Realty One

Thursday, December 1, 2016


Pro football consultant Gary Etcheverry drops in again to provide analysis on the 2016 Grey Cup, and Ottawa's 39-33 overtime victory over the Calgary Stampeders at BMO Field in Toronto:

How Did Ottawa Win This Game?

To begin with, they were a lot more balanced across the board. Calgary is so QB-centric with John Hufnagel, Dave Dickenson, Ryan Dinwiddie, Marc Mueller and even Offensive Line coach Pat DelMonaco who coached QBs at a Junior College before he came to Canada.

They're just so QB-centric and the soul of the Calgary Stampeders is about the quarterback position.  That's hard to win when it gets competitive that way, although the majority of the numbers of the league point in that direction.

But Ottawa's not.

That starts with their Head Coach Rick Campbell - who's coached on offense - but also on defense and special teams.  I said from the beginning of the season they had among the most-qualified offensive coaches in the league.  It was a significant step up at Offensive Coordinator (Jaime Elizondo) from what they had last year, even if the narrative about Jason Maas was what it was.

Ottawa's offense skewered a Calgary defense Sunday night that really hadn't been tested the entire season.  That's really, to me, how I saw the game unfolded.

I don't think I sat down at one point during this game.  It was such a great game from start-to-finish.  I was really happy for this brand of football to be on display.


It seemed to me that they wanted to take away the running game which isn't a new strategy but it's harder said than done.  But you don't have to do it against a team like Calgary because if you really don't want to run the football, if you are schematically able to stop them running early and get a lead, a team like Calgary really doesn't want to run the football.

They then have a built-in alibi of, "We were behind so we couldn't run the football."

And there was just a little frustration.

My one pet peeve in this business is being "Too Cool For School" and Bo-Levi is a little bit of that.

This was his third season of starting but to me, it was pretty simple.  The old wily veteran Henry Burris - no matter what you want to say about him - clearly outperformed Bo-Levi Mitchell in the biggest game of their careers to date.


Number 1 they're looking at the personnel.  So when they bring in their QB Sneak personnel group like they did, I don't have the data, but all season they went with Andrew Buckley or Drew Tate in those situations.

The problem was that the football was on the 2-yard line, and not the 1.

That's a significant thing and it's why Jeffrey Orridge should employ me to make the game better; I've been saying it for ten years: The rule is you can't scrimmage from inside the 1-yard line.  Even if you get within four inches of the goalline, they spot the ball back at the 1.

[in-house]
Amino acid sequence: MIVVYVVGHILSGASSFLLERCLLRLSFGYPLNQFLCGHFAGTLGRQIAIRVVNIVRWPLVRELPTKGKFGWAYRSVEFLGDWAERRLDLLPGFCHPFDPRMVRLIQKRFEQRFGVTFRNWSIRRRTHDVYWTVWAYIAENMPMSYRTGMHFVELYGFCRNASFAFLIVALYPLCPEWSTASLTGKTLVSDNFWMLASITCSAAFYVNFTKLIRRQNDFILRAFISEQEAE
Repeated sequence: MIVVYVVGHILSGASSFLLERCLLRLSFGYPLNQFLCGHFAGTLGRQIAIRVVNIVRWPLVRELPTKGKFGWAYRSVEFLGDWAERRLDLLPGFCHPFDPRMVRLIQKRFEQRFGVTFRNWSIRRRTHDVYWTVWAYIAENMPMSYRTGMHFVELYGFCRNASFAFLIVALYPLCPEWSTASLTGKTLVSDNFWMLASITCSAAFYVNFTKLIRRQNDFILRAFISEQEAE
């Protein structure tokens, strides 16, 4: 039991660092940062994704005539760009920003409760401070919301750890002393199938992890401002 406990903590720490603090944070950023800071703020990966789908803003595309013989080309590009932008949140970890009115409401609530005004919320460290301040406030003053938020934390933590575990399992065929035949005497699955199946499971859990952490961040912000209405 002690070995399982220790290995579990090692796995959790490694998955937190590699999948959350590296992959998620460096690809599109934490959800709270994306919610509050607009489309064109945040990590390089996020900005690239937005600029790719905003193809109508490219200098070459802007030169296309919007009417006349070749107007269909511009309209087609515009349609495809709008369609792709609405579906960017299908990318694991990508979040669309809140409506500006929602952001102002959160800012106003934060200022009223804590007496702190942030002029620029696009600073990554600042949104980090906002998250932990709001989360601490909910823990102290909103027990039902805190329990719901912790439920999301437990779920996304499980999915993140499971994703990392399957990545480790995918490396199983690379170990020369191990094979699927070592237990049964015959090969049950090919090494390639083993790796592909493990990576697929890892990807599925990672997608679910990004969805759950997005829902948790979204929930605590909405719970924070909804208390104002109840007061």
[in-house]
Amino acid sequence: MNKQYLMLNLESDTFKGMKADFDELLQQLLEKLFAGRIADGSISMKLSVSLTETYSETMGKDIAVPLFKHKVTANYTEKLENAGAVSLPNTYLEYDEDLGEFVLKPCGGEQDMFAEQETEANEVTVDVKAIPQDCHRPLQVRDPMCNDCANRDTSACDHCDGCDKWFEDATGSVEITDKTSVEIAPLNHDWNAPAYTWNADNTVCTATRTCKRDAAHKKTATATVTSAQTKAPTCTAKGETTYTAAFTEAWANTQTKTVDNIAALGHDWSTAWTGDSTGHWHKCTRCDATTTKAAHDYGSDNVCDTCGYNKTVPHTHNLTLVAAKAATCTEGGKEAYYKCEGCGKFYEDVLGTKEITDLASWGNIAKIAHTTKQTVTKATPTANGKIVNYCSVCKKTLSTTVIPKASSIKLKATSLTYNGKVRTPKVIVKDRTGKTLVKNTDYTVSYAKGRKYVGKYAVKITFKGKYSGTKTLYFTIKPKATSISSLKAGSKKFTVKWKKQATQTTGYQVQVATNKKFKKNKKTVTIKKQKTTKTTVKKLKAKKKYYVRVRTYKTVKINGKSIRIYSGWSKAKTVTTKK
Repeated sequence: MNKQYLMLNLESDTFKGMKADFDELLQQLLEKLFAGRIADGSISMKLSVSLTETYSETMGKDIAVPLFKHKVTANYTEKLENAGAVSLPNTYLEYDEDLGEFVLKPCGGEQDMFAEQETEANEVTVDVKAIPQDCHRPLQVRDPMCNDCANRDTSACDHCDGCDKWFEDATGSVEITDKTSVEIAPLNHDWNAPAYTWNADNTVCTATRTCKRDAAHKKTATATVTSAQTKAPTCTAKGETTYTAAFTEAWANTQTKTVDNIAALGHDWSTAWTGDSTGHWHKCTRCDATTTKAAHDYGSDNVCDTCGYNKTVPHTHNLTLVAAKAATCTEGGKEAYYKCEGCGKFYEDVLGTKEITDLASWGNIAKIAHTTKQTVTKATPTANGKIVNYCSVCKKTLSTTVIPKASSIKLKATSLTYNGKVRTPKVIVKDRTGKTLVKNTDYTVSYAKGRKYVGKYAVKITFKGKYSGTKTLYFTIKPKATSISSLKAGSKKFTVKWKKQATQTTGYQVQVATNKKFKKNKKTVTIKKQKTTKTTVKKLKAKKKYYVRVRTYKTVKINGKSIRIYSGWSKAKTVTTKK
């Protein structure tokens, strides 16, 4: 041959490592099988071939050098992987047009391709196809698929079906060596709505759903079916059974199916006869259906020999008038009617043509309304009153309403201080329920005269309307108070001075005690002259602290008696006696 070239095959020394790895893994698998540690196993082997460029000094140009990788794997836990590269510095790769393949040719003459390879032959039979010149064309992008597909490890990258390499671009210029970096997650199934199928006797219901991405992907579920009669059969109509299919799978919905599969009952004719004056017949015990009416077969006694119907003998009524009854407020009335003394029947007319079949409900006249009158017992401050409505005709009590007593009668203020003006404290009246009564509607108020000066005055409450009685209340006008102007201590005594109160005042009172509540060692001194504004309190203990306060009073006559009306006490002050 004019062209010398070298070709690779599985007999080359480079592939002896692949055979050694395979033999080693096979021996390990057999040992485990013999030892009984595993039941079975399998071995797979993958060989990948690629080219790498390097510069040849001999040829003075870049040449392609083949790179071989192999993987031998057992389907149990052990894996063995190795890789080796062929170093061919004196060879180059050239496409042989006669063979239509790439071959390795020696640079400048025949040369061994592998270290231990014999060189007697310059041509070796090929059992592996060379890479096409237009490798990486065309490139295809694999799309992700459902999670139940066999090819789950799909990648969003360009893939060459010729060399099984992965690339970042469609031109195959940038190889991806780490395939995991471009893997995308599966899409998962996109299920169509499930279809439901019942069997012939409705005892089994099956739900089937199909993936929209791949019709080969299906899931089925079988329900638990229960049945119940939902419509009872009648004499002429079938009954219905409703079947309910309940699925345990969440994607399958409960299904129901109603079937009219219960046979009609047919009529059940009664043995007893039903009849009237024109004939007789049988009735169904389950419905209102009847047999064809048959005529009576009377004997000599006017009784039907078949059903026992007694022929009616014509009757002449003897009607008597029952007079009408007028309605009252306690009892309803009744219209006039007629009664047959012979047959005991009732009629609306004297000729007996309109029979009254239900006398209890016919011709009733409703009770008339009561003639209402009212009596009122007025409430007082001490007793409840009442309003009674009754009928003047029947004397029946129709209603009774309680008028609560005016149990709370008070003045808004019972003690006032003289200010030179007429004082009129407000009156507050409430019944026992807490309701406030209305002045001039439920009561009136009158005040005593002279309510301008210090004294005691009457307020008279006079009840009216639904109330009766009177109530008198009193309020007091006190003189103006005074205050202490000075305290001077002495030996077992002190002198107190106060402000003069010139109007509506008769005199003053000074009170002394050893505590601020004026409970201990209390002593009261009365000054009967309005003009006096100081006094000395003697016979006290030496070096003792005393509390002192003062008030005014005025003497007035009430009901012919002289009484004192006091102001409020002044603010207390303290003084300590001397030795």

I think the game would be better if you fundamentally always brought the ball back to the 2-yard line instead of the 1 because that would takeaway QB sneaks.  That would make it a better game.

People would want to argue with me on that, but they want to argue with me about damn near everything.

To bring in that personnel group that Calgary did, Ottawa might've been surprised but they put in matching personnel.  What Calgary's done in those situations dating back to 2008 when Hufnagel came back to the CFL has been a very good thing.  The way the rule is now, it's virtually impossible for defenses to stop a QB sneak, but the ball was clearly outside the 1-yard line in this case.

Ottawa probably felt pretty good once Calgary brought that personnel in.  The Stamps did something unusual, running a Pass-Run option to the QB's right, but Ottawa got just enough pressure to trip him up and the rest is history.

That was a curious call and that's aside from the personnel that you're asking to win the game.


The numbers would tell you they were successful if it was a yard or less but they weren't successful in the Grey Cup.  I don't know how many times they employed that personnel if it was more than one yard, which was the case here.  It's totally different.

If Calgary claims they'd done that all year, it's not accurate at all.

You can complain about them using Buckley versus Drew Tate or Bo-Levi, but the biggest issue is that it was more than a yard.  Clearly it was and you'll see that type of group deployed very, very rarely.


From what little I've heard about the TV ratings, it's sad if they were down 10% from last year and also the Grey Cup Week should be a lot better attended and marketed.

That's the biggest issue facing the CFL: how do you get people to watch, to consider, a clearly better brand of football like the CFL is?

It's too bad because I'm sure in the long history of this great league, there's been other great games but they'd be hard-pressed to find a better game than this one.

It was fantastic in every way.

And in the end, the Offensive Coordinator for Ottawa, Jaime Elizondo, prevailed in this game.


I'll see ya when I see ya!
Coach Etch


Anonymous said...

I was at the game and was pulling for Ottawa for various reasons, but one thing not mentioned by Etch that was a significant turning point in the game was the injury to the Stamp's #1 receiver early in the game.

Anonymous said...

I like the idea of moving back to the 2 yd line. No creativity required to sneak. Just saying.

Anonymous said...

Spot on Etch!!!!!!!!